• Re:Filesystems (Score:4, Informative)

      by evilviper (135110) on Sunday October 16, 2005 @10:49PM (#13806993) Journal
      Does anybody know why ReiserFS 3 hasn't been ported to any of the BSDs yet?

      Two reasons.

      1. It's GPL'd code. Why in the world would a BSD-licensed project include GPL'd code, and in the kernel of all places?

      2. UFS2 is better in just about every way. The issue of journaling vs. soft-updates has been rehashed a million times over, and soft-updates are simply better. http://www.usenix.org/publications/library/proceed ings/usenix2000/general/full_papers/seltzer/seltze r_html/index.html [usenix.org]
      The one issue journaling had in it's favor was fsck times, and UFS2 with it's "background fsck" has eliminated that problem. A system based on UFS2 will be up-and-running far faster than a ReiserFS journaled system, due to reiserfsck taking much longer to complete.

      So let me ask you. For what reason should anyone even consider porting reiserfs to any of the BSDs?
      • Re:Filesystems (Score:5, Insightful)

        by SnowZero (92219) on Monday October 17, 2005 @03:43AM (#13807860)
        I agree that BSD does not need Reiser, but I disagree with the blanket statement that BSD's filesystem is necessarily better. Comparative benchmarking of full implementations has shown that the differences between filesystems is not that large for most workloads, so nobody needs to care as long as the filesystem safeguards its integrity.

        2. UFS2 is better in just about every way. The issue of journaling vs. soft-updates has been rehashed a million times over, and soft-updates are simply better.

        The link you give is (a) written by the people that wrote soft updates, and (b) compares outdated journaling file systems, which are essentially strawmen. Reiser looks great in the papers on their own website too, but that's not a really an objective comparison either. If you want to put this to rest, you'll need to run a benchmark with more modern journaling file systems (in particular, those with wandering logs).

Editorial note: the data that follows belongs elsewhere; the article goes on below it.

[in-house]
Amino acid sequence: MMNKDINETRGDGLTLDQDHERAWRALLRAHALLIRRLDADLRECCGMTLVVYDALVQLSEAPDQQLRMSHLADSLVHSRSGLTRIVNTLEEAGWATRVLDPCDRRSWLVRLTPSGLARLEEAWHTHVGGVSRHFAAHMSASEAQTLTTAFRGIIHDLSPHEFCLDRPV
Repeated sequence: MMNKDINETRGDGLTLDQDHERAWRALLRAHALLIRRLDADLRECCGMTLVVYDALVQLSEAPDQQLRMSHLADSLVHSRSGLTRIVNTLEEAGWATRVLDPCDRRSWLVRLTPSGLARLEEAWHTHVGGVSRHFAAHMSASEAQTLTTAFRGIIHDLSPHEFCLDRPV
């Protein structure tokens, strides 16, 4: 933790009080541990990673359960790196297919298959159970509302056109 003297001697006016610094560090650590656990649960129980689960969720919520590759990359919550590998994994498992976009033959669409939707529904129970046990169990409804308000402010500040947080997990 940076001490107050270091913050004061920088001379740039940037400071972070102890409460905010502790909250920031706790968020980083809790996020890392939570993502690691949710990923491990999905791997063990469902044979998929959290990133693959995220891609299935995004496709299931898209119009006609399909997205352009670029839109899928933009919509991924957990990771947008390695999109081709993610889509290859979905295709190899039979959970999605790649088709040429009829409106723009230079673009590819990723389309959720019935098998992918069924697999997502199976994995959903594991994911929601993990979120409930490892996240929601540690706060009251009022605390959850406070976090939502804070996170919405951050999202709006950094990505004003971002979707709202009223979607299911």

The one issue journaling had in it's favor was fsck times, and UFS2 with it's "background fsck" has eliminated that problem. A system based on UFS2 will be up-and-running far faster than a ReiserFS journaled system, due to reiserfsck taking much longer to complete.

        The point of a journaling file system is that you don't need to run fsck (except in the case of a hard drive failure, of course). Mounting a several-hundred GB Reiser partition takes a few seconds, even if it was not cleanly unmounted. How much faster do you want that to be?

        Last I heard from some of the authors, the main drawbacks keeping softupdates from being used elsewhere were that it was more invasive to the VFS than a journaling file system, and had extremely bad memory usage behavior for specifically crafted (but unrealistic) benchmarks. I'd be interested in knowing if there has been some progress on these since 2000. Journaling file systems have come a long way in that time.
  • by Improv (2467) <pgunn@dachte.org> on Sunday October 16, 2005 @09:31PM (#13806704) Homepage Journal
    The article was a little bit short and without sufficient substance to be noteworthy on slashdot, I think.
  • by Anonymous Coward
    Interesting comparison between the Linux and Solaris kernels from someone who used to work SunSoft in the kernel group.

    http://www.ultralinux.org/faq.html#q_1_15 [ultralinux.org]
  • Hyperthreading (Score:5, Interesting)

    by MBCook (132727) <foobarsoft@foobarsoft.com> on Sunday October 16, 2005 @09:49PM (#13806766) Homepage
    This was an interesting little article, I read it earlier today when I saw a link from OSNews. But one thing struck me as odd (there were a few others, but this was the one I was sure about).